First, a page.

April 14, 2014
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Cardiologists: Know the signs of Lyme disease

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Spring has arrived, and along with warmer weather and blossoming tree buds, a seasonal risk looms, especially for outdoor enthusiasts. The risk for Lyme disease, and the cardiac complications that can be associated with it, increases as people spend more time outdoors.

Lyme disease is an infection caused by a species in the spirochete pathogen Borrelia burgdorferi sensu lato group and is spread through tick bites.

“Lyme disease is often overlooked by physicians, but it’s important to recognize and treat because of the cardiac complications that can occur if left untreated. Every cardiologist should be able to recognize signs and symptoms,” Nieca Goldberg, MD, cardiologist in the department of medicine, Leon H. Charney division of cardiology, and director of the Joan H. Tisch Center for Women’s Health at NYU Langone Medical Center, told Cardiology Today.

Nieca Goldberg

“Often, the first sign is a rash at the site, known as a bull’s-eye rash with a red ring and red center,” Goldberg said.

According to the CDC, the rash is usually not painful or itchy, so it may be overlooked.

In the early localized stage, symptoms can include a rash, fatigue, chills, fever, headache, swollen lymph nodes and joint aches, similar to symptoms for many other diseases, including influenza or a common cold.

Goldberg said cardiac complications occur in 8% of people in the second stage of the disease, known as the early disseminated stage, which can manifest in days or weeks post-infection. “The Lyme infection causes inflammation of the heart muscle and conduction system. This can result in heart failure due to myopericarditis. It can cause heart block, bradycardia, and the patient may have symptoms of feeling faint or fainting,” she said, adding that simple fatigue may be overlooked as an indicator.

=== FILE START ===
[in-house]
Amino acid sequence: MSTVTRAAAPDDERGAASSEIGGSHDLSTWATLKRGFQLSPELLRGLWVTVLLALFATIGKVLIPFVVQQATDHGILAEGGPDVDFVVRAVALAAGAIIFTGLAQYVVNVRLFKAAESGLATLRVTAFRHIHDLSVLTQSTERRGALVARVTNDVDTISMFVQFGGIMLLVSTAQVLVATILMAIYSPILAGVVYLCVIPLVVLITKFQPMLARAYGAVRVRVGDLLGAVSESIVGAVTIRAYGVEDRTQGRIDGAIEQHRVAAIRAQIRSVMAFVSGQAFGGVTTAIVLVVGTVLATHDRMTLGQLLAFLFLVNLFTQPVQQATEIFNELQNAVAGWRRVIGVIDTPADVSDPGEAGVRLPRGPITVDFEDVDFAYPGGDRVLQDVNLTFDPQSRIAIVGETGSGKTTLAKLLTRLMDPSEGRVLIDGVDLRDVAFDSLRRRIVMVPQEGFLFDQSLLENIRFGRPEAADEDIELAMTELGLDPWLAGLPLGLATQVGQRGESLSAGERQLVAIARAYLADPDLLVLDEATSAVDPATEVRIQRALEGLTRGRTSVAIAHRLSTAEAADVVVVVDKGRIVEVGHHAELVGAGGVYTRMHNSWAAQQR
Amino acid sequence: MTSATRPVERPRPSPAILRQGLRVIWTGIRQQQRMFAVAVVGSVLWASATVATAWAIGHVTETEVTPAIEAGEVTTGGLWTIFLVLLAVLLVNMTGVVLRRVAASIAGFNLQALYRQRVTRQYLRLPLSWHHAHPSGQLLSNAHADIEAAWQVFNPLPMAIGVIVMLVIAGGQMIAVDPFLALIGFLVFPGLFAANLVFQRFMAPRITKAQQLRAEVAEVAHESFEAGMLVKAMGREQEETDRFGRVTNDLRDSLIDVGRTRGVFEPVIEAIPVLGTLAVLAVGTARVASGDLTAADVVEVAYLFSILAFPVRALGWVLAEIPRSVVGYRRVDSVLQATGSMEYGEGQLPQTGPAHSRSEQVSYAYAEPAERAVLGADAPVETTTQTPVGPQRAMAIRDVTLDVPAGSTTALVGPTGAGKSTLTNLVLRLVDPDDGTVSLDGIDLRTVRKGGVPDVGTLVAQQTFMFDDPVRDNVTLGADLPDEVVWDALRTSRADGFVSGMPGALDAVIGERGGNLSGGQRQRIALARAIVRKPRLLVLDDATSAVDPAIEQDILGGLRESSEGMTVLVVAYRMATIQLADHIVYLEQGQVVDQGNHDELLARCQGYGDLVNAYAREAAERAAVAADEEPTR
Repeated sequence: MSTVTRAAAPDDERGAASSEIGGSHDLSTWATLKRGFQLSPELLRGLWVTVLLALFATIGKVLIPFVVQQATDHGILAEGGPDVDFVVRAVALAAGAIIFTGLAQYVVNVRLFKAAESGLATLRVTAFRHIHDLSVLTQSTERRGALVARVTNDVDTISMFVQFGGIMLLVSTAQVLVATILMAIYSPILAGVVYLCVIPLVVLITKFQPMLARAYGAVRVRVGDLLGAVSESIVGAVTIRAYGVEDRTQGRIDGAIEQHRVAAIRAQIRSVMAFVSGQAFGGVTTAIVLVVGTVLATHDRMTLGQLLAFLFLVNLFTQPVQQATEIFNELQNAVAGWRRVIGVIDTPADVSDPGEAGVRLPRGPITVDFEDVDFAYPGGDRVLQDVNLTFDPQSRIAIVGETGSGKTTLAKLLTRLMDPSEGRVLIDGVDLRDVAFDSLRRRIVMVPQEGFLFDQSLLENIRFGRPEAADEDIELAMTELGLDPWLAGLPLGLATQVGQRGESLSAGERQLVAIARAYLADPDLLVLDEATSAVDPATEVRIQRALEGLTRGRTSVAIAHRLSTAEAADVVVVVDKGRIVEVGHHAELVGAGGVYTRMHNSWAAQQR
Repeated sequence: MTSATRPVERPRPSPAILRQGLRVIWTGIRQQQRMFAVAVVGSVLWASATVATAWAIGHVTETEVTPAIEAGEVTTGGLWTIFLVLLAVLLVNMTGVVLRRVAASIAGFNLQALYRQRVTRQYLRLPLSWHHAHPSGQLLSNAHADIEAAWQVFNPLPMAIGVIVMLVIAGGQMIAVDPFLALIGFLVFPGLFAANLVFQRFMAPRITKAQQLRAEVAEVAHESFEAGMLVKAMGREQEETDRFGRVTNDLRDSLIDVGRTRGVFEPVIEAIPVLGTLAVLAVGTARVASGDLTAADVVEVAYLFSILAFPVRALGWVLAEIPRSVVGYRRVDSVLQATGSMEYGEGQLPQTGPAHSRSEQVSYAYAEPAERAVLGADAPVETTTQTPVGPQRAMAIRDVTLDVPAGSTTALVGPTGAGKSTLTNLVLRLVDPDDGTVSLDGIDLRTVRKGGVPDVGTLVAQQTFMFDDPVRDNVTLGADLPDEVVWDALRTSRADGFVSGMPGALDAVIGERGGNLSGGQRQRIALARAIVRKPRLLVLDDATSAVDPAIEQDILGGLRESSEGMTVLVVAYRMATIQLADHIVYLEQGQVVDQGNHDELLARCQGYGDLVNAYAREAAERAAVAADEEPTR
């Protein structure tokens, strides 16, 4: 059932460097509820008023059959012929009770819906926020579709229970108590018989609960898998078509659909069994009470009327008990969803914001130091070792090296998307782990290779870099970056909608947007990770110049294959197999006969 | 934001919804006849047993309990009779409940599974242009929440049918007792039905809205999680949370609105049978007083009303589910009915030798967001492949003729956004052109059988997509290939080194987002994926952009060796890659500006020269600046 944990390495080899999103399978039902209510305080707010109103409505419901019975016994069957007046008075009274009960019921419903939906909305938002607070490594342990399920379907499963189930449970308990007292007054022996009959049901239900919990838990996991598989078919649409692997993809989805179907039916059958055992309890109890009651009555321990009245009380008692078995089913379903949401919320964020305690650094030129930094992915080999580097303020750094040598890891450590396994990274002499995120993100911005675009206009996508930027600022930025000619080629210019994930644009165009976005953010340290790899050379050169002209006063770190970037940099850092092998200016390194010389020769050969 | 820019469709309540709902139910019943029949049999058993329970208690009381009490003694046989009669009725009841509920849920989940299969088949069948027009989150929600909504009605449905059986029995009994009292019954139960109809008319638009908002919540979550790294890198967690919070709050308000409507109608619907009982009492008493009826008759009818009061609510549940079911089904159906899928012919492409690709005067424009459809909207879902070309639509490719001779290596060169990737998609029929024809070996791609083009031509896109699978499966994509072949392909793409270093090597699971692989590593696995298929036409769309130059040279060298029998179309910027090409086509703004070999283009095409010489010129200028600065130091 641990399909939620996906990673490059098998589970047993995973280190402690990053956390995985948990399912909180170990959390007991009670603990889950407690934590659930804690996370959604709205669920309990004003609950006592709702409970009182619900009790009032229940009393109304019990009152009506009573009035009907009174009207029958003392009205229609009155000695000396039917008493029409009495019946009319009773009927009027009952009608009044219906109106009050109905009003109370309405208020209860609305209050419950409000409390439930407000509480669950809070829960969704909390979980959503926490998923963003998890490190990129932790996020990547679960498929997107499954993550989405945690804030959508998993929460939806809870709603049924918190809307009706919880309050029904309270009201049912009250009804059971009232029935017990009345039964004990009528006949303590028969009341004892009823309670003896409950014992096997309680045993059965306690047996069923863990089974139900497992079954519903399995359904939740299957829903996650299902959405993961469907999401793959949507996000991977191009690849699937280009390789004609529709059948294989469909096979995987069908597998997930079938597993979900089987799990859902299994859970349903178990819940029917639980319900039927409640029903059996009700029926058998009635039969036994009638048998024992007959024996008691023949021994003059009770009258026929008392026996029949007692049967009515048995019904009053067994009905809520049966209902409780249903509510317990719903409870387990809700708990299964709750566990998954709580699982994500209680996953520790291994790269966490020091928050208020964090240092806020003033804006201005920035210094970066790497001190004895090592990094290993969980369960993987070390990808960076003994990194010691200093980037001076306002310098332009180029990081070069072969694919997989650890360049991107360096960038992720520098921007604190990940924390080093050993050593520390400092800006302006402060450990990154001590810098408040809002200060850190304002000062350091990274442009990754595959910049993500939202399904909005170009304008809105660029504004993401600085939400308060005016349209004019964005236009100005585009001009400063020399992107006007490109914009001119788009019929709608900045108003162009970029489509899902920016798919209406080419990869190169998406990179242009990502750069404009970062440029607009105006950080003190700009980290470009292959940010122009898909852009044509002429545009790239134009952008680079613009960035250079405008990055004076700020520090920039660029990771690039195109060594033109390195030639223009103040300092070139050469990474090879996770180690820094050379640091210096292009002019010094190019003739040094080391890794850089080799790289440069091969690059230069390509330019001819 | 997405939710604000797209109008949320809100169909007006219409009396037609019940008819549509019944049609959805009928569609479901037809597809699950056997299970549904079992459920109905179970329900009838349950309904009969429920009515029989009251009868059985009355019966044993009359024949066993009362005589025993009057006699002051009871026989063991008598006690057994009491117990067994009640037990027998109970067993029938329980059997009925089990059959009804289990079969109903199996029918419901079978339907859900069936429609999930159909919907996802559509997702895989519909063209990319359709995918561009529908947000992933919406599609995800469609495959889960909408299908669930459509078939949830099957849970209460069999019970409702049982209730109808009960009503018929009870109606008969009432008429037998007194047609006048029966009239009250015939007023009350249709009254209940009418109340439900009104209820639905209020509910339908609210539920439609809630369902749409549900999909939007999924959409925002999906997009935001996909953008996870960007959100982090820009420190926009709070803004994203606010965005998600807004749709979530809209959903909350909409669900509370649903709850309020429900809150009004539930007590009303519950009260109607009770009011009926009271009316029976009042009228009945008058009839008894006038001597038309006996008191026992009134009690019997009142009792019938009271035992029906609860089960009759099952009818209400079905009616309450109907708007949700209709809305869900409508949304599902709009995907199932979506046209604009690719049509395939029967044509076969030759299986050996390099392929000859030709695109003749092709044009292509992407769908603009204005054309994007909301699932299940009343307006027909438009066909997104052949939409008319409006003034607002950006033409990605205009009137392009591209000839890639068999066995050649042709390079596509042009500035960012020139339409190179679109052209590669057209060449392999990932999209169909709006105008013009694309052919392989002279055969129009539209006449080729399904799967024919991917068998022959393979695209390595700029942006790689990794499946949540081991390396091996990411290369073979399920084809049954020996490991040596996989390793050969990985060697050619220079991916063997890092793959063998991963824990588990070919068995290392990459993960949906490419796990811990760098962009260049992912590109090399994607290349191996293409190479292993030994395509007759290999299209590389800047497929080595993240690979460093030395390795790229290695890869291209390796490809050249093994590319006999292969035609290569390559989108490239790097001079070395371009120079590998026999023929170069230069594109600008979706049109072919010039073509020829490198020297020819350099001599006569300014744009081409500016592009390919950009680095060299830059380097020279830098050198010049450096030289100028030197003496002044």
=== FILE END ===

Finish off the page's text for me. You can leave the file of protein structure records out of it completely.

In a case report published in 2012 in The Medicine Forum, researchers reported that complications include atrioventricular block, myocarditis, mild left ventricular dysfunction and rare instances of cardiomegaly or fatal pericarditis, but that most symptoms dissipate after treatment with a long-term course of antibiotics. However, they reported that 98% of adults who develop Lyme carditis will develop first degree atrioventricular block, and 58% of those patients are likely to develop complete heart block. The symptoms generally appear during the early disseminated stage, after several weeks through several months.

Goldberg said she might suspect Lyme disease in unexplained bradycardia or symptoms of fatigue, particularly if the patient has a history of travel to or living in an area where Lyme disease is prevalent.

According to the CDC, 95% of all cases of Lyme disease occur in 13 states: Connecticut, Delaware, Maine, Maryland, Massachusetts, Minnesota, New Hampshire, New Jersey, New York, Pennsylvania, Vermont, Virginia and Wisconsin.

The Infectious Diseases Society of America recommends treatment with doxycycline, amoxicillin, cefuroxime axetil or other antibiotics, depending up stage of the disease, contraindications and other factors.

Disclosure: Goldberg reports no relevant financial disclosures.